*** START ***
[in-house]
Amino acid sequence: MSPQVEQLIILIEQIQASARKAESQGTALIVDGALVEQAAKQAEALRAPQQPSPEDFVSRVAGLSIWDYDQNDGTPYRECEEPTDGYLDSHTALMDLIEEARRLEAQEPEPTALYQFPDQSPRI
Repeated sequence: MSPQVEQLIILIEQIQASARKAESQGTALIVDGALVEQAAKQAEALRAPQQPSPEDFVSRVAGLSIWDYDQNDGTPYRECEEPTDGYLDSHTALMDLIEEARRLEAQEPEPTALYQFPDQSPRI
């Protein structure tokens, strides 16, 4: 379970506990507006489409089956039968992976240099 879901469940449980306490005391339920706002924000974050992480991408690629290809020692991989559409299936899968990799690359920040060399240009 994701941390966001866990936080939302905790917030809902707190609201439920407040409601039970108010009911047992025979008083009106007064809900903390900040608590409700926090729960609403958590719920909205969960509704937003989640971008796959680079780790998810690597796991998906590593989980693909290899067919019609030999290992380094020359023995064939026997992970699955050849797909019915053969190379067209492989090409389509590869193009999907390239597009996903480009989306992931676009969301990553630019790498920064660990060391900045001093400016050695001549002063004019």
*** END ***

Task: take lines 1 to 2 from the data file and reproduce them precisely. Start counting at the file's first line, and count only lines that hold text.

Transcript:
[in-house]
Amino acid sequence: MSPQVEQLIILIEQIQASARKAESQGTALIVDGALVEQAAKQAEALRAPQQPSPEDFVSRVAGLSIWDYDQNDGTPYRECEEPTDGYLDSHTALMDLIEEARRLEAQEPEPTALYQFPDQSPRI